The last place Bulgakov lived in Moscow is 3/5 Nashchokinsky Ln, the famous writers’ co-op, or ‘writers’ house’, which was demolished due to political insubordination in 1976. A lot of famous Soviet literary figures lived there, and the place was frequented by the likes of Anna Akhmatova and Boris Pasternak. Bulgakov moved there in 1934 and was deliriously happy; he now had 47 square metres to call his own. In his letter to Vikenty Veresaeva Russian writer and medical doctor of Polish descent, he says, ‘I am hoping to show you my new abode before long, as soon as I have settled in a bit more comfortably. An astonishing apartment-block, I swear! There are writers living above and below and behind and in front and alongside. I pray to God the building will prove indestructible. I am happy to have got out of that damp hole on Pirogovskaya Street. And what bliss, Vikenty Vikentyevich, not to have to travel on the trams! It’s true that it’s fairly chilly, there’s something not quite right with the toilet and water leaks on to the floor from the cistern, and there’ll probably be some other problems as well, but all the same I am happy. So long as the building keeps standing! Lord, if only spring would hurry up. What a long and exhausting winter it has been. I dream about opening the door onto the balcony. I am weary, so weary.’
Mikhail Bulgakov was extremely productive in his new flat. This is where he wrote Theatrical Novel and worked on his plays and stage adaptations. It is also from here that he went to work, first at the MAT and later at the Bolshoi TheatreRussian: Bolshoy teatr or Большой театр. But most importantly, this is where he worked on the great novel, The Master and Margarita .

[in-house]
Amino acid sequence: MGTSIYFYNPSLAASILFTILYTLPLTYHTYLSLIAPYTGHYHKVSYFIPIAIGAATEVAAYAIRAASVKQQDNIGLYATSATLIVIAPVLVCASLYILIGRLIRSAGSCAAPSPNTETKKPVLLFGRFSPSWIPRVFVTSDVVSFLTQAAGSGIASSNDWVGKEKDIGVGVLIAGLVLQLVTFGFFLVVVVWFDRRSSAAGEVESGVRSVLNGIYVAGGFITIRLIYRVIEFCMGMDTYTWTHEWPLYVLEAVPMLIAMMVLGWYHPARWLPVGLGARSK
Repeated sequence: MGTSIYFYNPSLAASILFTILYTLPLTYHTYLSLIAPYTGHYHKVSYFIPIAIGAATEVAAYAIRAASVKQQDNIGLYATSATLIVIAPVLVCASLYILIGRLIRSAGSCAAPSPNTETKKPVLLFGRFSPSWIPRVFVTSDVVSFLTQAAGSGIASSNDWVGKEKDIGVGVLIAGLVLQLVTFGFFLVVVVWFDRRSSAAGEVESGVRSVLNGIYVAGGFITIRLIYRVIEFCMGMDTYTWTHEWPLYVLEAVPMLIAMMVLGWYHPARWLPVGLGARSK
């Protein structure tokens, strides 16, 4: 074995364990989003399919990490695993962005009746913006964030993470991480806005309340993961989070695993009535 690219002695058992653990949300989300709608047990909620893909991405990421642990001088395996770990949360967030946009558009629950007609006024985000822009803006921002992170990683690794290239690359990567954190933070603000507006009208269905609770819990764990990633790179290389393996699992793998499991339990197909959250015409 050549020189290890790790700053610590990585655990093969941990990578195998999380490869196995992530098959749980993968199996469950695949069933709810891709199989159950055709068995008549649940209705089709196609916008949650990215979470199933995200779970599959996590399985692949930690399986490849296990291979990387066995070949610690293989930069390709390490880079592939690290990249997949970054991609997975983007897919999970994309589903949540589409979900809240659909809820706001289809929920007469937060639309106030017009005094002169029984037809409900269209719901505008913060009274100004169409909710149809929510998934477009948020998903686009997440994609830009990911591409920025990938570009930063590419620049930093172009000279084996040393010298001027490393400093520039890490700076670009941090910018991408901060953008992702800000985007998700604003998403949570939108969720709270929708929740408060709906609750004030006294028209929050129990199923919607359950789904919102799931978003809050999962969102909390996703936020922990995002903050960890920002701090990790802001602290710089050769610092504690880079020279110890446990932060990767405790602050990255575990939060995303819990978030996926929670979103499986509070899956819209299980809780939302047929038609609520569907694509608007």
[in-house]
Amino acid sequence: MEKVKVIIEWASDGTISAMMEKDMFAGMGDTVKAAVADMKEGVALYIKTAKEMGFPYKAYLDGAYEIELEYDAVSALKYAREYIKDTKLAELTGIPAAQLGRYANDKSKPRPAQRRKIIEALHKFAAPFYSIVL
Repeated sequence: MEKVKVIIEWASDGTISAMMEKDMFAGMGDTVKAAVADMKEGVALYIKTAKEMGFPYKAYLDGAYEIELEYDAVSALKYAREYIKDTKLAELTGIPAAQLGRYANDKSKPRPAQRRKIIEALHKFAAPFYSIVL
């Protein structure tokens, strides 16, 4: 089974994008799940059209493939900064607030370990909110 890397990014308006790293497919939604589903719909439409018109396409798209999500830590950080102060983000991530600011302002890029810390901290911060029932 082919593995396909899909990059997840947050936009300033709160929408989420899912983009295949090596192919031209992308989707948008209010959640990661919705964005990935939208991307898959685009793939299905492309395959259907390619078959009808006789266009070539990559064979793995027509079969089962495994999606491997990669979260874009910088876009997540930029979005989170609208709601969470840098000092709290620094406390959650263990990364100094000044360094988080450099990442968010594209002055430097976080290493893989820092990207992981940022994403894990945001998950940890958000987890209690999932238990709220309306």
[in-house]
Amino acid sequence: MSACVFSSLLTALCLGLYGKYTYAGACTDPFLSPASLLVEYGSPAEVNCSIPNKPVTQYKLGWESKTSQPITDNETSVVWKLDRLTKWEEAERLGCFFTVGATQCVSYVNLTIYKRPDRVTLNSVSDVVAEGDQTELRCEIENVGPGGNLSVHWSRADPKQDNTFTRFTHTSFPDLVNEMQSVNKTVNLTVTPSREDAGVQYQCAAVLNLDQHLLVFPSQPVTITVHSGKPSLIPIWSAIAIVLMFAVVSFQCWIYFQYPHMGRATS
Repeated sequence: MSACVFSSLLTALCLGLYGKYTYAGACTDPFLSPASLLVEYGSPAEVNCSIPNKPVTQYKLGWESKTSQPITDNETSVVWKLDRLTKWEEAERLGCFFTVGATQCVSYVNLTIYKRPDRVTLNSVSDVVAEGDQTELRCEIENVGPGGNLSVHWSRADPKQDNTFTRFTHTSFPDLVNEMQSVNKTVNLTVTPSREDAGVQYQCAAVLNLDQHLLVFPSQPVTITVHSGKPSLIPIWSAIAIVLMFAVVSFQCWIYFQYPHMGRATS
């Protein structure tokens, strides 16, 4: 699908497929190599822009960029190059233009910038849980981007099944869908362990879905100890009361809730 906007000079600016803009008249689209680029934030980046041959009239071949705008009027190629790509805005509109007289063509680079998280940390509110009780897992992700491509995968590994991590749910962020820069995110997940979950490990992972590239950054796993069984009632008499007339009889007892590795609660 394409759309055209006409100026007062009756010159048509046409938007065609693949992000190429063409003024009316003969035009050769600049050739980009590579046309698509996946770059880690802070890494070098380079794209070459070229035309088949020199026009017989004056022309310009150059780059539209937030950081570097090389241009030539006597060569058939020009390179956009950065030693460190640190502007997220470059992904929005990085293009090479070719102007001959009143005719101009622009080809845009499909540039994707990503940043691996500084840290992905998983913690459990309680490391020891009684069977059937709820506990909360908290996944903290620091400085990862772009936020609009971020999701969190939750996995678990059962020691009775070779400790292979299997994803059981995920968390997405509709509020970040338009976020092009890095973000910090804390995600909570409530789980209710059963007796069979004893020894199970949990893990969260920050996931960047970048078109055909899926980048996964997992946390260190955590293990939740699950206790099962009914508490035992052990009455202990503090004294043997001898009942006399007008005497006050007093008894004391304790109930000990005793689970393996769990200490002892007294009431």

THE MOSCOW OF THE MASTER AND MARGARITA
The Master and Margarita is Bulgakov’s most read book; it took him 20 years to write. Thousands of people come to Moscow to stroll around the Moscow of The Master and Margarita. As a rule, the route begins with the ‘haunted flat’, which is now home to the Bulgakov Museum, while the next entrance leads to Bulgakov’s House Museum TheatreRussian: muzey-teatr ‘Bulgakovskiy dom’ or музей-театр «Булгаковский дом». The route then goes to Patriarch’s Ponds, which are a 5–7-minute walk from 10 Bolshaya SadovayaRussian: Большая Садовая St.
Remember how, ‘At the sunset hour of one warm spring day two men were to be seen at Patriarch’s Ponds’? Patriarch’s PondsRussian: Patriarshie prudy or Патриаршие пруды is now a high-end district of Moscow. Famous actors and businessmen are often seen wandering the streets. Interestingly, this place used to be marshland, called the Goat MarshRussian: Koz'e boloto or Козье болото. The patriarch who had his residence here in the 17th century ordered ponds to be dug to breed fish for His Holiness to eat. Only one pond is left, but the ponds are still referred to in their original plural form.